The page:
The Harvard Book Store is an indi bookstore, many years old. I special ordered A Sigular Lady from them, I got good service and no attitude about it either.

http://www.harvard.com/bookmachine/

They had some titles already printed, including a reprint of a 1901 (?) facimile edition of the 1640 Bay Psalm Book. It is the oldest surviving book printed in British North America, printed just three blocks from the bookstore location in Harvard Sq. A nice tip of the hat.

A huge number of public domain titles are available. Perhaps, there is a Regency era title that is out of print or hard to find that they can print up for you.

Because the machine can be used to print new titles, it is worth pondering how such tech might shade the romance publishing market.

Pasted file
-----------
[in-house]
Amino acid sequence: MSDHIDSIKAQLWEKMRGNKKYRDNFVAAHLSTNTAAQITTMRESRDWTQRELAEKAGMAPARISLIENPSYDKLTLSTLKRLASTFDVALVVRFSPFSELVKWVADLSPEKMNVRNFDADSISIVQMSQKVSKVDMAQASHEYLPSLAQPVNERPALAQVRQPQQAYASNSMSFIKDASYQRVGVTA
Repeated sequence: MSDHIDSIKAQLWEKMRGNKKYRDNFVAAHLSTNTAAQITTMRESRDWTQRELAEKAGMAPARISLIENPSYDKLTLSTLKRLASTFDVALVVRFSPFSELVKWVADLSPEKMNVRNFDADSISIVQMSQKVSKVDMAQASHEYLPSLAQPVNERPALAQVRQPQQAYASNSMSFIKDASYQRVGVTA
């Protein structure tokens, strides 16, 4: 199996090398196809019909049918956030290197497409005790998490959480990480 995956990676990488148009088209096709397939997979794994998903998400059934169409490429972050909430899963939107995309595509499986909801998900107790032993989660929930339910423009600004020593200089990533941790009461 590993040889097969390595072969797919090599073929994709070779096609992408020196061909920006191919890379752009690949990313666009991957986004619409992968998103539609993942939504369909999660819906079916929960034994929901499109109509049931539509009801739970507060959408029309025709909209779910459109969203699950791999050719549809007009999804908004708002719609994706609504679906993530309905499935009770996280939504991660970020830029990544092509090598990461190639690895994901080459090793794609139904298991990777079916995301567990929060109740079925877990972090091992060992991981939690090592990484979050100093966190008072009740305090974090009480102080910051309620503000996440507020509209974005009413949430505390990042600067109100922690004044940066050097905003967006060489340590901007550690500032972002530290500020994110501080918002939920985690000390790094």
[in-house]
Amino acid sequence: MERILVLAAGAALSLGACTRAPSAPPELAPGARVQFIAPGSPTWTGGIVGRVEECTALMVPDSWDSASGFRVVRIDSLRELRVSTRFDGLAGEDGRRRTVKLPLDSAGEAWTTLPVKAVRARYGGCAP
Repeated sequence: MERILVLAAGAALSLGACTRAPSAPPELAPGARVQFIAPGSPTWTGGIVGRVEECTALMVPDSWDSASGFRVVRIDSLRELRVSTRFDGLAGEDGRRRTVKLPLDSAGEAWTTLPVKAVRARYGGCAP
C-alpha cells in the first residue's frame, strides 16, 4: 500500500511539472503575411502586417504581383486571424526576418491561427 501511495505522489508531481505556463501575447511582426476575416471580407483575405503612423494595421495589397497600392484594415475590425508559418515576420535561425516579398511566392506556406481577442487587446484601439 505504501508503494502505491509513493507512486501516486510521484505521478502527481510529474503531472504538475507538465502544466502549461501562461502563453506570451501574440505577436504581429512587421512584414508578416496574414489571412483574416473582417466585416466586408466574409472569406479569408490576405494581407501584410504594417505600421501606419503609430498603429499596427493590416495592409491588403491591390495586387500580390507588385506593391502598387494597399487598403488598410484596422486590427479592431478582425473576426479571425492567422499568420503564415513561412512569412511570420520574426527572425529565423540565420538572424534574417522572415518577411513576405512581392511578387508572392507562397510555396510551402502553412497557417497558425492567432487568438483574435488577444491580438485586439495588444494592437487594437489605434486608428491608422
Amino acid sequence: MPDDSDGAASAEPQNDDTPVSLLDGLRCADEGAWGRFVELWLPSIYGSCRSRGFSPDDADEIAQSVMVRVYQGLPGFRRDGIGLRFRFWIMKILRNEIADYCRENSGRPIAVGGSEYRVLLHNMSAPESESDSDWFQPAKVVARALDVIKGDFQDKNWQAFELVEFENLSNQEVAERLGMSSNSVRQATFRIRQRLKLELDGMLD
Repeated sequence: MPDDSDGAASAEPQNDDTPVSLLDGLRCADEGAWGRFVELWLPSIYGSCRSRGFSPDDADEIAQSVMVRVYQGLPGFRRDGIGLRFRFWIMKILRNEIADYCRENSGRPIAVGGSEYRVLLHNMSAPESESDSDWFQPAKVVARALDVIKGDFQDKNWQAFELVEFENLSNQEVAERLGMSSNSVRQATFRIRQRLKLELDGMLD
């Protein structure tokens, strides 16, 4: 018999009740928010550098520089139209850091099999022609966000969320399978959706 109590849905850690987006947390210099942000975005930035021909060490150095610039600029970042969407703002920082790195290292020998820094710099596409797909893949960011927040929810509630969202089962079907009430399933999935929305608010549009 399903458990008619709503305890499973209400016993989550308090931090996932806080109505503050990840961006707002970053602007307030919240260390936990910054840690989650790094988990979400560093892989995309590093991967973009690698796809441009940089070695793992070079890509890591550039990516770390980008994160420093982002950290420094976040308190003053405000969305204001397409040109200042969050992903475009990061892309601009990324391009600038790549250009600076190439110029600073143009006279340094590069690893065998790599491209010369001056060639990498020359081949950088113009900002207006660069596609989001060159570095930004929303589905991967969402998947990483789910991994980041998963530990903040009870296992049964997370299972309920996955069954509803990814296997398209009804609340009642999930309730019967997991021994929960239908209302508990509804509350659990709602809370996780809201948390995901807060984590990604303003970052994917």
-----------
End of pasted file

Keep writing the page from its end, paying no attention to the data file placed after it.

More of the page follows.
Your Steam Nerd, Hatrack

Jane George
13 years ago

Yes, balloons! Hot air balloons helped along by flying mechanical fish tethered to the basket.

And I know we can come up with a really cool steampunk Barouche! But we must keep the horses, because the Industrial Revolution is breathing down the Regency’s neck and we don’t want to spoil the traipsing-across-the-countryside-in-a-muslin-gown-while-reading-a-book atmosphere we love so well.

Even though the YA magical circus series I’m working on is contemporary, I use a lot of steampunk-circus-Victorian aesthetic elements. Very fun!

And Elizabeth, I love your Napoleon-ruled alternate history. Write it!

Maddie
13 years ago

I can’t wait to read your article in Marie Claire!

I have yet to delve into the steampunk genre, but have several on the shelf begging to be read.

I don’t know much about it, but there is a new TV series coming out that is steampunk inspired. It is called Riese. I’ve only seen one preview, it looks interesting.

Carolyn
13 years ago

I LOVE that first picture, of the Victorian SP young gentleman.

I’m looking forward to all the books you mention.

Diane Gaston
13 years ago